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Wednesday, August 24, 2016

The Complete Persepolis – Marjane Satrapi

For all book lovers the reading list is always substantially longer, and ever-growing, most books on such lists remain unread, and some books eventually falling off over the passage of time. Umberto Eco is famous for his comment that unread books are more important than the ones that have been read.  

Nassim Nicholas Taleb has beautifully analyzed Eco’s love for his humongous collection of unread books in Black Swan: The Impact of Highly Improbable. Read about it in Maria Popova’s extraordinary blog Brian Pickings here.

There are many books on my list that I haven’t read, and many that have been dropped.

Marjane Satrapi’s The Complete Persepolis is one of the books that had been on my reading list for the last decade and more.

Recently, I was at the Chapters at Yorkdale with my son Che looking for a graphic novel when I chanced upon the masterpiece. But let me not omit the story of what happened before I bought the book. It’s symptomatic of the times we live in.

A book advisor at the shop seemed deeply suspicious of us (two brown-skinned men, one old and one young) browsing through the books in the shop. After hovering around, he came to ask us if we needed any help. Our visit to the shop was soon after the massacre of gay men by an Afghani-American fanatic in Orlando.

Just to make him a bit less jumpy, I asked him whether the latest Rushdie novel Two Years Eight Months and Twenty-Eight Nights was available in paperback.  He looked at me with greater suspicion but checked on the computer in the shop, and after drawing a blank said it’d be out soon.

Then I asked him whether the shop had any novel by MG Vassanji. The shop didn’t have one the last time I was there last year. But this time around, the book advisor managed to find a paperback edition of the Magic of Saida; as I had the book in hardcover, I told him I’d be looking around for something else.

And then in the graphic novels section, I found the Persepolis.

Satrapi’s memoirs were originally published in two parts in French, and the English translation by Pantheon edition was published soon thereafter. A few years later, a film was also made, which won more than 50 awards globally.

In most cases when you hear high praise for a book before reading it, it almost always doesn’t live up to expectations. In this case, however, it is not so. 

Persepolis is a masterpiece.

Satrapi’s memoirs are of her childhood, adolescence and youth in Iran, Vienna, and back in Iran. Originally published in two parts, this edition combines both the books. It is stark and simple, yet evocative. It is innocent, intelligent and innovative. It is deeply humane and avowedly political.

The main attraction of the book is the period which it describes – Iran's transition from west-backed 'liberal' monarchy to Islamic theocracy. In retrospect, the Iranian uprising against Shah’s monarchy is the probably the first revolt against western neo-colonialism and the exploitative political economy of oil. The uprising was different from the Ba’ath socialism that swept the Arab world more than two decades earlier. It is unfortunate that the Ayatollahs hijacked the Iranian revolution, and turned a popular people’s uprising into a verdict in favour of hardboiled Islamic (Shiite) theocracy.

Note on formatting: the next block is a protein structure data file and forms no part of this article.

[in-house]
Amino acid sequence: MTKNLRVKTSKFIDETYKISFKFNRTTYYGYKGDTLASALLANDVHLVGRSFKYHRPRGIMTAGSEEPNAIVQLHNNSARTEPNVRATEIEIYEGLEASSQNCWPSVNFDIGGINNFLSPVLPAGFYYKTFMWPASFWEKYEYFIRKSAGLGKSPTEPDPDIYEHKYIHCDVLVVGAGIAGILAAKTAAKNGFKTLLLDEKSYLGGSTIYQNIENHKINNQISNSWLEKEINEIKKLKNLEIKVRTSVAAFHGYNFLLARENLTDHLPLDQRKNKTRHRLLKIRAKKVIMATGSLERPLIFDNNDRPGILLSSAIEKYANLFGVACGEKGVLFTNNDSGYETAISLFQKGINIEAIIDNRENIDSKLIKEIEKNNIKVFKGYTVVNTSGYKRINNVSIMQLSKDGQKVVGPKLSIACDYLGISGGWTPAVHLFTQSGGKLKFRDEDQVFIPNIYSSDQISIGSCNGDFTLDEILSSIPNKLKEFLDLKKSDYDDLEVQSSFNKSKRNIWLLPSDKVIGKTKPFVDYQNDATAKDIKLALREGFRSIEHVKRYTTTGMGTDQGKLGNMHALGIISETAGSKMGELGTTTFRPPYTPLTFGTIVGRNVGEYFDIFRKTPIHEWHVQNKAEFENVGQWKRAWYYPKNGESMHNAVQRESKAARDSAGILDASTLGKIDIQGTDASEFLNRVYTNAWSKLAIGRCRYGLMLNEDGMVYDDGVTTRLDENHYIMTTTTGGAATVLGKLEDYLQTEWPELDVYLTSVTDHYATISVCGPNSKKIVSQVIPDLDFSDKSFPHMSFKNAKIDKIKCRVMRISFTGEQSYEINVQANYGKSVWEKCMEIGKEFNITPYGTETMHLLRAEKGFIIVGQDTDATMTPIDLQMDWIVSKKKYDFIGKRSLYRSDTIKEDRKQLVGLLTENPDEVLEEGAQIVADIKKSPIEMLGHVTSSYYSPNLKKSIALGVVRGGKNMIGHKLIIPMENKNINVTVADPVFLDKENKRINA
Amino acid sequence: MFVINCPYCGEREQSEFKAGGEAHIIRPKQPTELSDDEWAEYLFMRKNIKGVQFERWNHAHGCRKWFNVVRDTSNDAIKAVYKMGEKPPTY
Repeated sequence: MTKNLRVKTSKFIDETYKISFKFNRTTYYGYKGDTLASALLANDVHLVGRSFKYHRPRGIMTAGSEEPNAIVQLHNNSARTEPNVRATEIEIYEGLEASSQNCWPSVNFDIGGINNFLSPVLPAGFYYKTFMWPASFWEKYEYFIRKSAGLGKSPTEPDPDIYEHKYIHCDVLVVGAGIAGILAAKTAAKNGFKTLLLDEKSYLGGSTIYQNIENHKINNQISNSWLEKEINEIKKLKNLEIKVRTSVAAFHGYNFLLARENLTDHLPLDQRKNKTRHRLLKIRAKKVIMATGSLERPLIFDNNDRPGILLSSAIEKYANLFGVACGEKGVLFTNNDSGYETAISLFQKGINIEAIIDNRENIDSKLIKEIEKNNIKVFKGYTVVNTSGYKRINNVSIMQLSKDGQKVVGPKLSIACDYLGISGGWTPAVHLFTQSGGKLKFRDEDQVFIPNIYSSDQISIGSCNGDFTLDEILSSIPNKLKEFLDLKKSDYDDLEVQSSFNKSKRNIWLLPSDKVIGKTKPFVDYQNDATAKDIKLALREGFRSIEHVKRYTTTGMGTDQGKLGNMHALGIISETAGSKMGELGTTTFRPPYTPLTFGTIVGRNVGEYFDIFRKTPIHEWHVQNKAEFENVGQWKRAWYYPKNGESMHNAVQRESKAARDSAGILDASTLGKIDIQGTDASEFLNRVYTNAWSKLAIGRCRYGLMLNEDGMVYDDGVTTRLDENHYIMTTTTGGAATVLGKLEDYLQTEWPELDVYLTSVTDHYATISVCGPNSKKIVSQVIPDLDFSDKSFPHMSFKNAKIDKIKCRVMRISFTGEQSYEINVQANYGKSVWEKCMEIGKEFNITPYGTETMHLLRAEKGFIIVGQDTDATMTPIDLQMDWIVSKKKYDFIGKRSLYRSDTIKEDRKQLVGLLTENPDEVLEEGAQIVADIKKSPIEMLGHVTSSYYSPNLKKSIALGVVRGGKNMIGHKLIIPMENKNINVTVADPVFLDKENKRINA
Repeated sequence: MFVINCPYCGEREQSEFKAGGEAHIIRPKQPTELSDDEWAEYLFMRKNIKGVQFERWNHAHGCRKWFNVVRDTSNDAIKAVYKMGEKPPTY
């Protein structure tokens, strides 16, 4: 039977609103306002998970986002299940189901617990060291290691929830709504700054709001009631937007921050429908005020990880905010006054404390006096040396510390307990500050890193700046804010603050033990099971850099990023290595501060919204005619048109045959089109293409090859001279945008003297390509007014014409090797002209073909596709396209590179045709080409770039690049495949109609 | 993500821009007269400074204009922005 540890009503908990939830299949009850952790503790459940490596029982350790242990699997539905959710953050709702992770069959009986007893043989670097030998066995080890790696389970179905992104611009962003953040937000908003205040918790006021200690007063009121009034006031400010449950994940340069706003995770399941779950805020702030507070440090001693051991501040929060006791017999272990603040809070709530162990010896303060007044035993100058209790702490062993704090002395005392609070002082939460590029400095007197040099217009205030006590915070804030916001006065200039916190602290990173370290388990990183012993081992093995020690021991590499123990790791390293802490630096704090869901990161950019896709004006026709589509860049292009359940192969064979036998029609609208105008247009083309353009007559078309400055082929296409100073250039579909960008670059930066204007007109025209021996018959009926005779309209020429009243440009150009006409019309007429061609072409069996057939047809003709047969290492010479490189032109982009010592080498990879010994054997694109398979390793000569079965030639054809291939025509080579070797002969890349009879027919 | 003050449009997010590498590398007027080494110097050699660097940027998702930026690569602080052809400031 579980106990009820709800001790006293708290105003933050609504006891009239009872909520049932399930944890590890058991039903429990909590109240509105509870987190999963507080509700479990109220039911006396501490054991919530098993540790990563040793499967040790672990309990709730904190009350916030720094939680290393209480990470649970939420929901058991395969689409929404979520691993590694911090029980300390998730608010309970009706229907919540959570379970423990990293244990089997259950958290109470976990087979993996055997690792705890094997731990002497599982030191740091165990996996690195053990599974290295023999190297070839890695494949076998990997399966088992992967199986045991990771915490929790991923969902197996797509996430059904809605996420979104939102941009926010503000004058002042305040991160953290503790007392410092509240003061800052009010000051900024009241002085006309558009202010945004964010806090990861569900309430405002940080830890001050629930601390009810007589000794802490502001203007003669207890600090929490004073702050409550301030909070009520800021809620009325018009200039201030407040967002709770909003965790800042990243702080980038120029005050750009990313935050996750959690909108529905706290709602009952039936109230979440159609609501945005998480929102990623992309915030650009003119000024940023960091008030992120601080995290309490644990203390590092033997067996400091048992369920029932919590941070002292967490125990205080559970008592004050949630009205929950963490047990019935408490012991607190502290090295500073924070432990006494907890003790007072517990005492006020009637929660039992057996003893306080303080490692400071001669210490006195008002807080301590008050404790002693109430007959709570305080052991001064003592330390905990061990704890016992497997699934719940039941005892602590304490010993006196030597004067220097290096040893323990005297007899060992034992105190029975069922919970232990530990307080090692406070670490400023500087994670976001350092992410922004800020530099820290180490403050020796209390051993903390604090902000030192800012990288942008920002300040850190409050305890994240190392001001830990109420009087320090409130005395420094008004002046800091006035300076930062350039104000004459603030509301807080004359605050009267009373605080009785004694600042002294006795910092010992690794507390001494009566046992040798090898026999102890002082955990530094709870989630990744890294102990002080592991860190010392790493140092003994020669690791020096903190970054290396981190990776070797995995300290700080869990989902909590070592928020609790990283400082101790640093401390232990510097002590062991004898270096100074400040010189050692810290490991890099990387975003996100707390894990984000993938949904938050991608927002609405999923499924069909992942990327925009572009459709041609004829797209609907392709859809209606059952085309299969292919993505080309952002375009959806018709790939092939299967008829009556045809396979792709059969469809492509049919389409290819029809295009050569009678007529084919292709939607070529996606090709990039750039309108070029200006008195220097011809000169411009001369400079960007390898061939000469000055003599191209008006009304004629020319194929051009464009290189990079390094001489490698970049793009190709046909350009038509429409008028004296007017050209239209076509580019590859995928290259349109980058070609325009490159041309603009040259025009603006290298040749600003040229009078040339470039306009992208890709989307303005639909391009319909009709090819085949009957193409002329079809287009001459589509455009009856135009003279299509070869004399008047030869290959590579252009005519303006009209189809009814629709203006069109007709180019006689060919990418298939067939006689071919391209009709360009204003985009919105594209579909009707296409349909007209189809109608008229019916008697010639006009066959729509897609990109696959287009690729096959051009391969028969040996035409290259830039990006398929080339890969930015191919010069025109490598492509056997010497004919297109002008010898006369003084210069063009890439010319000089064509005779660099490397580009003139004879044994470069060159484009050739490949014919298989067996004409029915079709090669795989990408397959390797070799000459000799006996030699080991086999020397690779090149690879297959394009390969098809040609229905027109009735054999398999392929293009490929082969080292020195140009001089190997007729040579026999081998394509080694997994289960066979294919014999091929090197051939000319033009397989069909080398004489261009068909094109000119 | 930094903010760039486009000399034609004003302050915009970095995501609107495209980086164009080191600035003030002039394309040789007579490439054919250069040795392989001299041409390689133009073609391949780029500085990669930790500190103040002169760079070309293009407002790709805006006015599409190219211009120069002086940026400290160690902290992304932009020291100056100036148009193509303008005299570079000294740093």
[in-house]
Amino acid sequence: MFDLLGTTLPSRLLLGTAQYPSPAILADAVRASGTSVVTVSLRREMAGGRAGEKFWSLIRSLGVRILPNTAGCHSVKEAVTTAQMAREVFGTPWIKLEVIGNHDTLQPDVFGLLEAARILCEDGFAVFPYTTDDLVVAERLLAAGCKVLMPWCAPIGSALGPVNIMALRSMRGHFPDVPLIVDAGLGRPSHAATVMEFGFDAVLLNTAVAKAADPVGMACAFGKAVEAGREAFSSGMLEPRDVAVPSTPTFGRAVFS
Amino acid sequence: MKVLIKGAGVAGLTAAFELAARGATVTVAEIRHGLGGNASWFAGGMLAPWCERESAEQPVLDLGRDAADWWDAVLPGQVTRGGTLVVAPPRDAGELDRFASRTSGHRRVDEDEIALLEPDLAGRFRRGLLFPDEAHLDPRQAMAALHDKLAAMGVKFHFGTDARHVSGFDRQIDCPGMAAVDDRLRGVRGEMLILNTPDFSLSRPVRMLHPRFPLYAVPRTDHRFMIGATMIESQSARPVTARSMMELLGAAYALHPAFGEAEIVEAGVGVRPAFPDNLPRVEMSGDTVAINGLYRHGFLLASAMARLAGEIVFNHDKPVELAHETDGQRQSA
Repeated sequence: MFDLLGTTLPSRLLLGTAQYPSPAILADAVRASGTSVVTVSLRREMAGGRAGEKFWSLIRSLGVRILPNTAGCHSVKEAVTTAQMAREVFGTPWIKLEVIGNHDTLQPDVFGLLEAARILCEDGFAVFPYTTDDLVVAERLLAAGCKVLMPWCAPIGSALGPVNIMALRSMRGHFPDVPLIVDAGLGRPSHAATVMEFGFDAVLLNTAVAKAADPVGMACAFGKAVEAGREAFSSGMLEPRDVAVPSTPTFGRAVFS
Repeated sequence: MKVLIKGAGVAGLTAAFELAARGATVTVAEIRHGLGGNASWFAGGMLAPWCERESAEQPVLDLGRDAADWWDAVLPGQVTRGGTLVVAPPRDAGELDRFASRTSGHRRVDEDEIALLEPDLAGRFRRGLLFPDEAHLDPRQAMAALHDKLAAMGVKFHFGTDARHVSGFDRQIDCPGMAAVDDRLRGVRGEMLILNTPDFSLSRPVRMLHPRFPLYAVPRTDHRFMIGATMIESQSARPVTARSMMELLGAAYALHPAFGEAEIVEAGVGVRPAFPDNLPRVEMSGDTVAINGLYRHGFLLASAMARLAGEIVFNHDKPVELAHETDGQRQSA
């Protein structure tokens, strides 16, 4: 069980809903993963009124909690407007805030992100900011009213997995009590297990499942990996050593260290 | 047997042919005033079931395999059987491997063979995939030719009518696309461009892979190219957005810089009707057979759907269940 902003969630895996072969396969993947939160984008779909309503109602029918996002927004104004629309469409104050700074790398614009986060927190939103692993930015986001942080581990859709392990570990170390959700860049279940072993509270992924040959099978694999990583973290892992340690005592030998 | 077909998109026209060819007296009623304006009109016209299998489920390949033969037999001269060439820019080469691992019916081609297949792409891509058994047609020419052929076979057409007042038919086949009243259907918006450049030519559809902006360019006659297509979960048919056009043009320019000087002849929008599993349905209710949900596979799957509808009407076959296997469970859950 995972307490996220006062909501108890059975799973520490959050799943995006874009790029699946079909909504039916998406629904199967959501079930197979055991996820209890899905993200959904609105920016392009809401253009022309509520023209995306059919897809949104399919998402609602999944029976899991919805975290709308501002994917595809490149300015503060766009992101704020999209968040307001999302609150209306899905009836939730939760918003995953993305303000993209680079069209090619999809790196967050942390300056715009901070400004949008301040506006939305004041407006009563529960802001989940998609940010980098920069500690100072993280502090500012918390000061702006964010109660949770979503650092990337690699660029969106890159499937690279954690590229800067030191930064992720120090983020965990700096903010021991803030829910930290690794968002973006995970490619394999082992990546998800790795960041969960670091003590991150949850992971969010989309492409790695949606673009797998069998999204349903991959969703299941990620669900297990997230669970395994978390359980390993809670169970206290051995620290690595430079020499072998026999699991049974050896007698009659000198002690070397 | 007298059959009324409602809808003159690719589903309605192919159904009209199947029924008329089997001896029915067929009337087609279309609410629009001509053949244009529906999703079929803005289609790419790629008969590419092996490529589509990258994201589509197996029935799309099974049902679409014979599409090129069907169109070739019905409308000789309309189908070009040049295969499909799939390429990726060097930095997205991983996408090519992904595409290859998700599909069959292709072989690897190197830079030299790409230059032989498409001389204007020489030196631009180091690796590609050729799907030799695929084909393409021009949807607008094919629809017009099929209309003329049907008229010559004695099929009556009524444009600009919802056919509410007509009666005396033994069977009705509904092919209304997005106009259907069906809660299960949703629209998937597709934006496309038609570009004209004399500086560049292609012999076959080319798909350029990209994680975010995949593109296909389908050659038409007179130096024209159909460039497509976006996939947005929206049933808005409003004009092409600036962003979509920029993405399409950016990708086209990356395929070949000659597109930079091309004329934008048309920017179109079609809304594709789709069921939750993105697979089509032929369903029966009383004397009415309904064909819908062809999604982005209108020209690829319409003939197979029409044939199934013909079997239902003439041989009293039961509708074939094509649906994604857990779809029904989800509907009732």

The Persepolis describes this transition of the society that was open and a fun place to one that is restrictive and impossible to live. Marji’s parents decide she must leave Iran and study in Vienna. However, escape to Europe doesn’t really change anything for Marji, except that she is made acutely aware of her non-European origins. Her stay gradually turns into a nightmare and she is forced to return to Iran after a few years. But by then Iran is a closed society and a police state, where religion determines everything.



And yet, life goes on, and what isn’t possible openly continues surreptitiously behind closed doors. Marji falls in love, studies art with the man she loves, marries him, thinks it’s a mistake and so separates, and then realizes Iran really isn’t a place for her and leave for France to study some more. In the interim between the Vienna sojourn and leaving for France are the lost years in Tehran where the interminable Iran-Iraq war consumed everything and everyone.

Marjane Satrapi is one of the best contemporary graphic novelists. My introduction to graphic novels is fairly recent (only after I immigrated to Toronto), and almost everything that I’ve read has been borrowed from the magnificent Toronto public library. 

Among the more memorable graphic novels I’ve read in the last few years are Bechdel’s Fun Home (memoir), Mariam Katin’s We were on our own (memoir), Rutu Modon’s Exit Wounds, and Tezuka’s MW. The Persepolis definitely belongs to this company. It’s undoubtedly a benchmark.

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